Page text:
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Pope Pays Visit to Israel; Peres, Abbas Accept Vatican Prayer Invitation
TEL AVIV — Pope Francis landed in Israel for a two-day visit on Sunday afternoon.
The pope arrived at Tel Aviv’s Ben-Gurion Airport via a helicopter ride from Bethlehem, where he spent the morning. Francis then departed Israel on Monday.
Israeli Prime Minister Benjamin Netanyahu and President Shimon Peres greeted the pope upon arrival, accompanied by a band playing “Jerusalem of Gold.”
“You have arrived in the State of Israel where today members of different religions and nationalities live together – Jews, Christians, Muslims, Druse and Circassians,” said Peres in an address upon the pope’s arrival. “Israel is a Jewish and democratic state where coexistence in peace is implemented, and a state that aspires for peace with all its neighbors. Even if peace calls for sacrifices, the sacrifices of peace are preferable to the threat of war.”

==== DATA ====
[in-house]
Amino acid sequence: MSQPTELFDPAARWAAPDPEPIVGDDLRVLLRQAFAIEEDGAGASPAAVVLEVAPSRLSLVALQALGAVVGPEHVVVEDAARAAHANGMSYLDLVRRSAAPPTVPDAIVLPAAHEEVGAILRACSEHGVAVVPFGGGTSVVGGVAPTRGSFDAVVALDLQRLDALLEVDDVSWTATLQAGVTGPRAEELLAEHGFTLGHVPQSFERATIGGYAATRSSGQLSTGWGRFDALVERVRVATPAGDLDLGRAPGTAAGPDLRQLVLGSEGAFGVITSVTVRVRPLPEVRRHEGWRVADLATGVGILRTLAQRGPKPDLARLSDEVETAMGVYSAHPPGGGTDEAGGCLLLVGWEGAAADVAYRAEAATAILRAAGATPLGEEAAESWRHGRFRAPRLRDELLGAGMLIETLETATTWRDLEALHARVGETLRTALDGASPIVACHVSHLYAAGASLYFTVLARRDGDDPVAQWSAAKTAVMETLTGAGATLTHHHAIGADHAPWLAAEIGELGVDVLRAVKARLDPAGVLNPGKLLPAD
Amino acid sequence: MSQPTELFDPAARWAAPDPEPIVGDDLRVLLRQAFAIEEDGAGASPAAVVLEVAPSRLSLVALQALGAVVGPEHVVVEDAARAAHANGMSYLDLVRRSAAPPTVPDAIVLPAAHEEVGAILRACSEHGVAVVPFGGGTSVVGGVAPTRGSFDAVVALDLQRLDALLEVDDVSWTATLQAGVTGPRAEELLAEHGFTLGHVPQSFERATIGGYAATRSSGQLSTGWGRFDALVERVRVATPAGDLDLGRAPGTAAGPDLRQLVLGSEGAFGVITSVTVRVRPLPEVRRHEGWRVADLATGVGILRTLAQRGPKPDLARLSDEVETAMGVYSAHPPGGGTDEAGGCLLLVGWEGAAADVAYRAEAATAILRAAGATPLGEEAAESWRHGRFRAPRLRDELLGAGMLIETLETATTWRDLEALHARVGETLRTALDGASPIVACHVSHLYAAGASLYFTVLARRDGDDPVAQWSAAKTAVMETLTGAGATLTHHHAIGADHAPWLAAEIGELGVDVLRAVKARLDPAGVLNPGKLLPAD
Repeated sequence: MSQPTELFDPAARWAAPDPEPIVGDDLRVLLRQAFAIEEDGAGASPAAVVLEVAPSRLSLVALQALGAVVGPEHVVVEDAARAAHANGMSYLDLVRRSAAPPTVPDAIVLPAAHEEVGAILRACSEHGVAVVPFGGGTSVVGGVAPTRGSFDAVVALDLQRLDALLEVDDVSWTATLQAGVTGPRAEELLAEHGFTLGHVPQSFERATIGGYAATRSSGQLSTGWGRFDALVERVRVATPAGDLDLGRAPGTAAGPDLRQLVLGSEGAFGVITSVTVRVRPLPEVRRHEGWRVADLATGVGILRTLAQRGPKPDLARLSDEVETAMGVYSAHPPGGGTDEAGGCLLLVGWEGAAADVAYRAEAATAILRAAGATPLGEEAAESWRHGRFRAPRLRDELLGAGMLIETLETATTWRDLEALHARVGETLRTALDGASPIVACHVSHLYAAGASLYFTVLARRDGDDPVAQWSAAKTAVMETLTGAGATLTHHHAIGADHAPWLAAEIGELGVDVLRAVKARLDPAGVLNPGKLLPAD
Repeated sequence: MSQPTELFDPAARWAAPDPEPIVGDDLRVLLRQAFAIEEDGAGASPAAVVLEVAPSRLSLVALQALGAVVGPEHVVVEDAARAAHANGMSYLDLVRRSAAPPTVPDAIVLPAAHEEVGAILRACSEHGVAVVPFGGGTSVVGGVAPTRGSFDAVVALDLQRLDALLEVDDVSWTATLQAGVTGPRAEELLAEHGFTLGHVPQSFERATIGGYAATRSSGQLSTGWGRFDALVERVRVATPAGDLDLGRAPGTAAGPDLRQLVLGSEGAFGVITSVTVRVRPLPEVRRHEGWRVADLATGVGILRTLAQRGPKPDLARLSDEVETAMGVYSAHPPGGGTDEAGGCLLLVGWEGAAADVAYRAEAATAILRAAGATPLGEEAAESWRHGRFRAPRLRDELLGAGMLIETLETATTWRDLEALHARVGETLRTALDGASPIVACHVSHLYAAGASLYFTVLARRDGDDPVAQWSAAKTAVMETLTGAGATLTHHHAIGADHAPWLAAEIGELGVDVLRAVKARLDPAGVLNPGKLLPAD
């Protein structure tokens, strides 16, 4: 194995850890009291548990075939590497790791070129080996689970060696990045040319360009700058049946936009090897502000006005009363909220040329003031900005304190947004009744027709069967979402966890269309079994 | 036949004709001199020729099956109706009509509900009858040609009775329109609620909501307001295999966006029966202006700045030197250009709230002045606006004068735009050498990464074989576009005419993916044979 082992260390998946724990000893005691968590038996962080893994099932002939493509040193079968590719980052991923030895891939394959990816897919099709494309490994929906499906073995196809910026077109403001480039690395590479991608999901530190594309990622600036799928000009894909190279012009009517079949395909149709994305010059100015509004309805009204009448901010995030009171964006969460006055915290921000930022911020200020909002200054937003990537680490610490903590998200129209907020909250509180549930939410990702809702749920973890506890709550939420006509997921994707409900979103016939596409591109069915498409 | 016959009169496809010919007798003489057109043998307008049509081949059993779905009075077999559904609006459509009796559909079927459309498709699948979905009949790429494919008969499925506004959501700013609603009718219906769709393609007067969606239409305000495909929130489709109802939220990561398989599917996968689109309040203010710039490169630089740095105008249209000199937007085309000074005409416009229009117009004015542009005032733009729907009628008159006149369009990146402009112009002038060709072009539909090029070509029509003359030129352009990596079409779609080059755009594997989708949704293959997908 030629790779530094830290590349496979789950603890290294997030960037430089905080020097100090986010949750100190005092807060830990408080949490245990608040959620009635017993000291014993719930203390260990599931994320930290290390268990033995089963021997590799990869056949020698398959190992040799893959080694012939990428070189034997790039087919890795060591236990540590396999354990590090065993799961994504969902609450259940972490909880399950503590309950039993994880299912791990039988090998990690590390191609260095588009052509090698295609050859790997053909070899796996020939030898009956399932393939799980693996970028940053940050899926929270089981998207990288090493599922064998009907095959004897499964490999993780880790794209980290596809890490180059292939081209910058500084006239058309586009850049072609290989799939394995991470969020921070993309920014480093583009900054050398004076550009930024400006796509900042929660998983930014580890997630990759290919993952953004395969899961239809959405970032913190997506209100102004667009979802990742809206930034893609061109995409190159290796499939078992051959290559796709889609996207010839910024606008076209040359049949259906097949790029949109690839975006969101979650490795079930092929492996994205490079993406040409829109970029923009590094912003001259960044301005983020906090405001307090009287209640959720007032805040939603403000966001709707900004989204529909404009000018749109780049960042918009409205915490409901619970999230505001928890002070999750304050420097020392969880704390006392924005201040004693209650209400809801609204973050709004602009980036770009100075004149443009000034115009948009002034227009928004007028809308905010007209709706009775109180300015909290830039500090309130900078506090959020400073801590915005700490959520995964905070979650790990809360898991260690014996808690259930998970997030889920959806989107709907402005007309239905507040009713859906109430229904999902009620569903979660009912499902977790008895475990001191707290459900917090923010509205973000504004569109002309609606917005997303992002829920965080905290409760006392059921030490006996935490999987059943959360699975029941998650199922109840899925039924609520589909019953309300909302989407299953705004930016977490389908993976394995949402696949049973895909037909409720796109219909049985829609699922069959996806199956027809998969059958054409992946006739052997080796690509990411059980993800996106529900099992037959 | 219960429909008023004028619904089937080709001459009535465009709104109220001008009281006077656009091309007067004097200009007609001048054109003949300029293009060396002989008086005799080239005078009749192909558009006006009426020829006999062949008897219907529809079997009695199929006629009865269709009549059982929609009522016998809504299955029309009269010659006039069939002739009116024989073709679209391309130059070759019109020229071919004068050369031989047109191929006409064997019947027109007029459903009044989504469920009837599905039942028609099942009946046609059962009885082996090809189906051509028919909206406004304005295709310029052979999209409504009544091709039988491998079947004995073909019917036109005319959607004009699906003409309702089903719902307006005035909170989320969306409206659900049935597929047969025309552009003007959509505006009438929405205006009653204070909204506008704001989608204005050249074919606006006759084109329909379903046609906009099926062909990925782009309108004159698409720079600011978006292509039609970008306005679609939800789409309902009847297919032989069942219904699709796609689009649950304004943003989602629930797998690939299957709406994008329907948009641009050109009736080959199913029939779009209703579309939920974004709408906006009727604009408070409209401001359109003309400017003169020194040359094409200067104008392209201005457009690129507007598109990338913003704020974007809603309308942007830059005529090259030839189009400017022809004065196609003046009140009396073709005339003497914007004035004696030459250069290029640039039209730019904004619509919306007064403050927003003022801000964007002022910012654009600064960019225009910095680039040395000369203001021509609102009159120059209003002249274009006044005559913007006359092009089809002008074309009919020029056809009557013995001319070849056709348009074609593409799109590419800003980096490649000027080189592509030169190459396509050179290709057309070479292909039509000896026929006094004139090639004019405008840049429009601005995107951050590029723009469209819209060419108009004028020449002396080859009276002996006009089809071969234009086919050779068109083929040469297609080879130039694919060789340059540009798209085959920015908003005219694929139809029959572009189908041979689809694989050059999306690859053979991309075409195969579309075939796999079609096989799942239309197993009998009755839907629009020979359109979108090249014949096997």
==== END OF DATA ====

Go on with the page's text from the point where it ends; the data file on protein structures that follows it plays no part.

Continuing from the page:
In Israel, the pope visited Yad Vashem, Israel’s Holocaust memorial, as well as several holy sites in Jerusalem — including the Temple Mount, the Western Wall, the Church of the Holy Sepulchre and the Cenacle in Jerusalem, the traditional site of Jesus’ Last Supper. Jews consider the site to be King David’s burial place. He also signed a joint declaration with Ecumenical Patriarch of Constantinople Bartholomew, who heads the Eastern Orthodox Christian church.
In Bethlehem Sunday, the pope called for an end to the Israeli-Palestinian conflict and referred to the “state of Palestine.” He also called for peace in a speech upon arriving in Israel.
“All of us must become the builders and constructors of this peace,” he said. “All men and women of this land, and the world at large, are asking us to work towards peace.”
He also invited Peres and Palestinian President Mahmoud Abbas to the Vatican next month for a prayer summit for peace. Peres and Abbas have accepted the invitation, according to reports, despite Israel’s suspension of negotiations with the Palestinian Authority last month.